How the GOP's Obamacare Replacement Could Hurt the New York Area

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From left: Kevin McCarthy, (R-Calif.), House Speaker Paul Ryan (R-Wisc.), and Greg Walden, (R-Ore.). At a news conference, Ryan defended the GOP's proposed replacement for Obamacare. March 7, 2017.

Congressional Republicans say their proposed replacement for Obamacare would make health insurance more affordable to more Americans. But some health policy experts believe it would actually have the opposite effect in New York and New Jersey. 

"Certainly in New Jersey, tens of thousands will be forced to drop coverage," said Joel Cantor, Director of the Center for State Health Policy at Rutgers. In addition to limiting federal funds for Medicaid, the Republican plan would get rid of income-based subsidies in favor of age-based tax credits. As a result, Cantor said many who currently receive subsidies could lose them and see their health costs go up.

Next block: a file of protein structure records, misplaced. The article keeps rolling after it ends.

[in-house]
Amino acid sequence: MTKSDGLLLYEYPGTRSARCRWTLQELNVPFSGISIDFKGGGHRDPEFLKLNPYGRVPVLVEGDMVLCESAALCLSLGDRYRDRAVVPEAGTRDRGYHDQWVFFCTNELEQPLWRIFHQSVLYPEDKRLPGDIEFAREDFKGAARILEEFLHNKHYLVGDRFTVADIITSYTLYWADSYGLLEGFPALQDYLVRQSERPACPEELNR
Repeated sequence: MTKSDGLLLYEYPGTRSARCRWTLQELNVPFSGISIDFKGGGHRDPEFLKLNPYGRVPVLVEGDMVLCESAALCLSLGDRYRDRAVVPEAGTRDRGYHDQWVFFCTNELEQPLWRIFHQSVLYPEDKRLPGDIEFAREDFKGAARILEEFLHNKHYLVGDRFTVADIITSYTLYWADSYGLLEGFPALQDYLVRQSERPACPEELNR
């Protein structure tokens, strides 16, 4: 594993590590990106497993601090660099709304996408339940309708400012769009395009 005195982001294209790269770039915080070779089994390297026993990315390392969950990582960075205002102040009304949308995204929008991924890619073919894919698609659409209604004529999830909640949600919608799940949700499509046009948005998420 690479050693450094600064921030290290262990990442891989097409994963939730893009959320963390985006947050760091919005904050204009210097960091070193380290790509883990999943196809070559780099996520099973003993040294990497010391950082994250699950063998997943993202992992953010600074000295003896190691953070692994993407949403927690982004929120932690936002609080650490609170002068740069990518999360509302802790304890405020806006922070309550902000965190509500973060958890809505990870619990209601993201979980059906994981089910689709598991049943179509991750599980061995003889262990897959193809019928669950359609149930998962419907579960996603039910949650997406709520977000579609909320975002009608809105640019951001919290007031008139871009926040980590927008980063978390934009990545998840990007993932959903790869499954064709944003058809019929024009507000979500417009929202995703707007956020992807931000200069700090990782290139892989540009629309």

Still, the GOP plan is "just an early draft," said Jonathan LaMantia, health care reporter for Crain's New York Business, to WNYC's Jami Floyd. Similar to how the Affordable Care Act went through many months of negotiations before Obama signed it, the Republicans' current proposal could look very different by the time it hits President Trump's desk, he said.